REVIEW: Hamlet

Filmic productions of theatrical performances have an unfortunate tendency to be, as the Bard might put it, ‘a little more than kin, and less than kind’. Often shot with static or spatially distant cinematography, weakened by conflicting performance styles, or overly lengthy, the transition from stage to screen is not always harmonious.

Gregory Doran’s adaptation of The Royal Shakespeare Company’s 2008 production of Hamlet however is largely a successful one, due in part to its carefully considered simplicity. Unlike the grandiose stylings of Kenneth Branagh’s 1996 version, Doran has opted for a refined minimalist presentation – sparse sets characterised by few props and polished interiors.

And yet while the production design is theatrical in nature, Doran directs the camera in a manner more typical of television (cutting between mid-shots and occasionally moving in close) to capture the nuances of the performances and the play’s theme of madness. In particular, the emphasis on reflective surfaces throughout the work, such as fractured mirrors, provides Doran with a suitable motif to signify the splintering psyches of Hamlet’s various characters (Hamlet, Ophelia, Gertrude, Claudius etc).

The only flaw within the otherwise discreet production design is the occasional employment of cheap looking visual affectations – CCTV and home movie camera footage – perhaps in an attempt to impose a heightened filmic sensibility upon proceedings. And yet, while such imagery may reinforce the element of surveillance, their clumsy and intrusive execution is more disruptive than innovative.

With few exceptions, the performances too are generally strong. Despite the whisperings of criticism for his manic characterisation of Hamlet (a tendency some have likened to his role as Doctor Who) David Tennant is well cast in the lead. Whatever baggage his Timelord persona hath burdened him with, Tennant’s youthful appearance and erratic mannerisms are entirely appropriate to the impetuous Danish Prince.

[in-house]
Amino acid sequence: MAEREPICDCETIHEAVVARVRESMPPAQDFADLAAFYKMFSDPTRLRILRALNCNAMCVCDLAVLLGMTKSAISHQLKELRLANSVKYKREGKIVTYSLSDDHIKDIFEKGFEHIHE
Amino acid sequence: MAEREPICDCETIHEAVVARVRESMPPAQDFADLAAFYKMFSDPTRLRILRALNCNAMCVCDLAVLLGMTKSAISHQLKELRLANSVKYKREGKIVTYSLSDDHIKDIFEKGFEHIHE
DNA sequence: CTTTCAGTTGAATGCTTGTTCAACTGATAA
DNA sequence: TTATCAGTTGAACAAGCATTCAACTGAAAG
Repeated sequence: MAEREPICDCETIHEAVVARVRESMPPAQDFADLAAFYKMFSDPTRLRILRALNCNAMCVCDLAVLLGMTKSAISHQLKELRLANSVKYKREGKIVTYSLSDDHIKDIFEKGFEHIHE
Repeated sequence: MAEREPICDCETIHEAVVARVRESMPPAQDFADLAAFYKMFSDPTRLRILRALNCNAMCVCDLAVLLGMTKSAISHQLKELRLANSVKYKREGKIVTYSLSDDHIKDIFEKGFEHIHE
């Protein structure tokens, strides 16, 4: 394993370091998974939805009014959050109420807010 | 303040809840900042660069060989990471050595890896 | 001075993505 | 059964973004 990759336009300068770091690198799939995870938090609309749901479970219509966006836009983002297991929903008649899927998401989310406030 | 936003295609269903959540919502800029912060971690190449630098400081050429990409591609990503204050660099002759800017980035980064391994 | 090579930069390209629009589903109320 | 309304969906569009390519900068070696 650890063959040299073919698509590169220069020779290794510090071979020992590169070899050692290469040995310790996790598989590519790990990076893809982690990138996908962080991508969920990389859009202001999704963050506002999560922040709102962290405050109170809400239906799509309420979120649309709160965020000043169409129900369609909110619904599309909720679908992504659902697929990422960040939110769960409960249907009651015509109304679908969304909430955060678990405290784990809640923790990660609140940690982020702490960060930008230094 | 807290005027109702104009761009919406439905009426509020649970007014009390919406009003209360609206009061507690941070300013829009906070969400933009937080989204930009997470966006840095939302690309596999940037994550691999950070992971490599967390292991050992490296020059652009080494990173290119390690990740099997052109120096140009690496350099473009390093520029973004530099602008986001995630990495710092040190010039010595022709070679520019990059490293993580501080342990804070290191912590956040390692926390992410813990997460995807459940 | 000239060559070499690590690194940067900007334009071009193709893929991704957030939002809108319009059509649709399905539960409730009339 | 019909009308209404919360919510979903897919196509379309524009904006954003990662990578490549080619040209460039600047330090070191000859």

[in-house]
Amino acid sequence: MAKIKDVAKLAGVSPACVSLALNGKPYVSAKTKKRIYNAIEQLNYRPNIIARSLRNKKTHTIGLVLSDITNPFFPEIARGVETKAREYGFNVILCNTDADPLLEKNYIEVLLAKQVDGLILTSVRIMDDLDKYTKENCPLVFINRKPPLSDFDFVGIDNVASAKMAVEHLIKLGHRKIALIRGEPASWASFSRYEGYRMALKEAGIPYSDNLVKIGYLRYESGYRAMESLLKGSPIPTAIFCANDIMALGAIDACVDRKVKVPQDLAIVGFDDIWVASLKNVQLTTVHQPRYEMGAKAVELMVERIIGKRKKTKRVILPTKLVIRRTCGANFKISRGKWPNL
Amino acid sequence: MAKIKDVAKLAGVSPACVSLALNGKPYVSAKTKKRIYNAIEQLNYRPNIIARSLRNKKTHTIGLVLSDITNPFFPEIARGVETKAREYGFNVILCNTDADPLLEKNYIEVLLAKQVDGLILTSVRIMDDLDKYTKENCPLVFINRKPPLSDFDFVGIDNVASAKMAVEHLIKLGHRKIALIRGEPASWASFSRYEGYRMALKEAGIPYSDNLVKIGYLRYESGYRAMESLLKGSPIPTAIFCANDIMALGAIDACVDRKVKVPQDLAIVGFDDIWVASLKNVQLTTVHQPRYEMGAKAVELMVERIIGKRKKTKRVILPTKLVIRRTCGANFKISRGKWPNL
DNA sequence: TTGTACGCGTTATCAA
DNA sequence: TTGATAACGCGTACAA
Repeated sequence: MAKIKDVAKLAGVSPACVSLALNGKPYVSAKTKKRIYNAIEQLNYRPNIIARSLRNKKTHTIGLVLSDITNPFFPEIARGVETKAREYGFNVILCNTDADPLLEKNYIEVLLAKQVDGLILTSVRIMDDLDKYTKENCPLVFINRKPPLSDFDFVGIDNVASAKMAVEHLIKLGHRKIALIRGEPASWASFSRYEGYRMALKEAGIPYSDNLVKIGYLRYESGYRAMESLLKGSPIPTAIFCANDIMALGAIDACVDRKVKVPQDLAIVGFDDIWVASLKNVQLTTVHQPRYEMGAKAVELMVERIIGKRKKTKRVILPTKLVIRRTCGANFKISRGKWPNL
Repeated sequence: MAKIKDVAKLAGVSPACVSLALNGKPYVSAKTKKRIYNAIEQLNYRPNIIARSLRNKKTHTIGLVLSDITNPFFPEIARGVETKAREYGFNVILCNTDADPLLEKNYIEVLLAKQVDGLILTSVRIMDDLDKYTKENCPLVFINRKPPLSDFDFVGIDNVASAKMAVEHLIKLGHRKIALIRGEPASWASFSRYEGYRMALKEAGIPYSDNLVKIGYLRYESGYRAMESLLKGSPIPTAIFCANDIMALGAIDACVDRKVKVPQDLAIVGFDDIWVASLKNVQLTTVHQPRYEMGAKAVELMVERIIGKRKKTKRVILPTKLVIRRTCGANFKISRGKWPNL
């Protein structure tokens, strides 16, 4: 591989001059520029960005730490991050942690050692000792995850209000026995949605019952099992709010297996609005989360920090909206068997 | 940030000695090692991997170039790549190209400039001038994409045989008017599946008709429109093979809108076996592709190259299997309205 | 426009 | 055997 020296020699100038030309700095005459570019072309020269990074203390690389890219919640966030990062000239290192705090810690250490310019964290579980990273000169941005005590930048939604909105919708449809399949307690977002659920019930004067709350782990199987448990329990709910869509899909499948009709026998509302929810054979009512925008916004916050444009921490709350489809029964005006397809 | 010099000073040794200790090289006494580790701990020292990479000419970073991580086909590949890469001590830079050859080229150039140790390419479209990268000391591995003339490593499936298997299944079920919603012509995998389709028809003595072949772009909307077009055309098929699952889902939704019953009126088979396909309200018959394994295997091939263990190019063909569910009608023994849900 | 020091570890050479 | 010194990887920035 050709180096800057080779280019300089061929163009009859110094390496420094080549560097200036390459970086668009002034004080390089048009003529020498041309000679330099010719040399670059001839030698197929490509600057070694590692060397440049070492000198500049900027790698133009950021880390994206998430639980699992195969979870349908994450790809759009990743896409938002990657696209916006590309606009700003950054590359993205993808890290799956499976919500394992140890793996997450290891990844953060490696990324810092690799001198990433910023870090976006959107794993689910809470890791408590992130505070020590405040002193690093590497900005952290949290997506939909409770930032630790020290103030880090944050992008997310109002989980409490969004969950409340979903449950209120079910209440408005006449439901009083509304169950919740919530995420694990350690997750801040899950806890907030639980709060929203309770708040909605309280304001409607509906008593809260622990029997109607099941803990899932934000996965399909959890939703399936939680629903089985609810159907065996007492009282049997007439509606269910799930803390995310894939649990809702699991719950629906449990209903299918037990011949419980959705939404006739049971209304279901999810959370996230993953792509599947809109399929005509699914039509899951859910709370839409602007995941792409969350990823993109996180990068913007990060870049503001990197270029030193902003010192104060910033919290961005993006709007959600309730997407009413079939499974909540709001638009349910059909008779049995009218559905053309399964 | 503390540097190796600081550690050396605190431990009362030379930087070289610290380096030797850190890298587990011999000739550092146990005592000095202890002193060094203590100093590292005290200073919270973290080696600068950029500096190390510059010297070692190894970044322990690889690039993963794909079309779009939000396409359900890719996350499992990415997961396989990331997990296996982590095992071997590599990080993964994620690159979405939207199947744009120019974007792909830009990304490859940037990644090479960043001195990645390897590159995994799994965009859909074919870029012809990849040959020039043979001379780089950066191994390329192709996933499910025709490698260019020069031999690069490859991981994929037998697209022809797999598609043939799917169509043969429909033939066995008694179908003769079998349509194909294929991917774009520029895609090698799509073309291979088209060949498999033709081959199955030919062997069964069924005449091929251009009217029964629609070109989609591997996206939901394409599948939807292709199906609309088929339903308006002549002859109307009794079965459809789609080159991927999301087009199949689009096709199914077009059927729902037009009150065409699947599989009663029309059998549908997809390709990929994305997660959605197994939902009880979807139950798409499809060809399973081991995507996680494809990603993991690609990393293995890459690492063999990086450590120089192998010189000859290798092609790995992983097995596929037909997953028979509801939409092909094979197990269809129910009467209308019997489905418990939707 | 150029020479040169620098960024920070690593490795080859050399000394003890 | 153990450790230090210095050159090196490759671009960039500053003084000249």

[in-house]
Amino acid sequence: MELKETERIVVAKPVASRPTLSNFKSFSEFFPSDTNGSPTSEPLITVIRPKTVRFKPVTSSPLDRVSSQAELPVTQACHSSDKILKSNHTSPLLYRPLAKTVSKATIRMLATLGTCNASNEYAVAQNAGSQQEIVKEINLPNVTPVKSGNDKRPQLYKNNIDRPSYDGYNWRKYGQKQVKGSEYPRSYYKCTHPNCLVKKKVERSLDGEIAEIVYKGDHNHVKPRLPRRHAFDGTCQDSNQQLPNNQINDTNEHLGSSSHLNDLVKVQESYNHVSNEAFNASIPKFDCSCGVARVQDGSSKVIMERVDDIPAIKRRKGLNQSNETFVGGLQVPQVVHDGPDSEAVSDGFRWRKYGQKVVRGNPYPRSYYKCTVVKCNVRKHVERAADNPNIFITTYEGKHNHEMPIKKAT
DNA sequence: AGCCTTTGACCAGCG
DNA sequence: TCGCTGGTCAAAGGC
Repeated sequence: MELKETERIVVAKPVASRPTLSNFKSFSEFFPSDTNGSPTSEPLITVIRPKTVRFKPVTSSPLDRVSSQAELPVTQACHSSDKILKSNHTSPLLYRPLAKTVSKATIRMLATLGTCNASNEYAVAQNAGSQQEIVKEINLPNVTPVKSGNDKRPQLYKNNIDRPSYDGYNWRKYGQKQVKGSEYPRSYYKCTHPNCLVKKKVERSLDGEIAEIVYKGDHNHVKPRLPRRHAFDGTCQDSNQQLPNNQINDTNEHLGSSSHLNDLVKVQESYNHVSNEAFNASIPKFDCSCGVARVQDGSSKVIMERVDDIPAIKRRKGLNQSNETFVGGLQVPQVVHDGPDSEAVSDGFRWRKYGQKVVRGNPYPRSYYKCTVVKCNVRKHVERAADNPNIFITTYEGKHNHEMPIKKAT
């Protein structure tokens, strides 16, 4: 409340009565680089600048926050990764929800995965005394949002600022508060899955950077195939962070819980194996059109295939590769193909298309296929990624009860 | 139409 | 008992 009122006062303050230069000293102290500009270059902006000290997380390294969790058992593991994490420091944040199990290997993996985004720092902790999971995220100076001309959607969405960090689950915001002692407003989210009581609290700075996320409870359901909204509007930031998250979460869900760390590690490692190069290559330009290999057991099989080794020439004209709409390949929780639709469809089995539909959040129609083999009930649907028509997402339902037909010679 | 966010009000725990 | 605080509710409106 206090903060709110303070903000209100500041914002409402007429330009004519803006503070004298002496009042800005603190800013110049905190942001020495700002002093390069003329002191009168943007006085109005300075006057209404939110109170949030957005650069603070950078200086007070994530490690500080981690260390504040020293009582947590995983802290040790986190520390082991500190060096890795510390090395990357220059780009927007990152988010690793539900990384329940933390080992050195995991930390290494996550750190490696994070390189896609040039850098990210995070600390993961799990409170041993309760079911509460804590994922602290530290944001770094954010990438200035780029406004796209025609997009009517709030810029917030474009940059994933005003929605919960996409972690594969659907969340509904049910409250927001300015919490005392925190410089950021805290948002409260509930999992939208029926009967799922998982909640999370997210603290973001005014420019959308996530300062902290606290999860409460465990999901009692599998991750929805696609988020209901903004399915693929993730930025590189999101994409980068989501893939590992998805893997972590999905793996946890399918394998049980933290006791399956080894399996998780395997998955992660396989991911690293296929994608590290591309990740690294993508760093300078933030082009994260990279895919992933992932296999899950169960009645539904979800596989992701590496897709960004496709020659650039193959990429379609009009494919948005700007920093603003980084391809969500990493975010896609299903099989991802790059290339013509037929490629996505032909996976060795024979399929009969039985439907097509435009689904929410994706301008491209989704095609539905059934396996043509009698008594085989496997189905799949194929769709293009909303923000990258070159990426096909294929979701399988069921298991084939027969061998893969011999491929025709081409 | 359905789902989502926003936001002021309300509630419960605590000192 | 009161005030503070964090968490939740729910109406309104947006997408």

More tellingly though, Tennant’s perfectly restrained rendition of the iconic ‘To be or not to be’ soliloquy ranks amongst the most convincing captured on screen. Shot predominantly in close-up as Hamlet ruminates on life and death, Tennant brings to the words a wonderfully understated melancholic quality.

It’s arguably Tennant’s skill (and that of his fellow cast members Patrick Stewart, Penny Downie and Mariah Gale) in traversing the darkly comic and tragic aspects of Shakespeare’s text that ultimately elevates Doran’s from the mass of earlier adaptations. Minor gripes notwithstanding (the concluding acts feel somewhat rushed and the finale veers toward the anti-climactic), this version of Hamlet seems principally immune to the common stage-to-screen curse.

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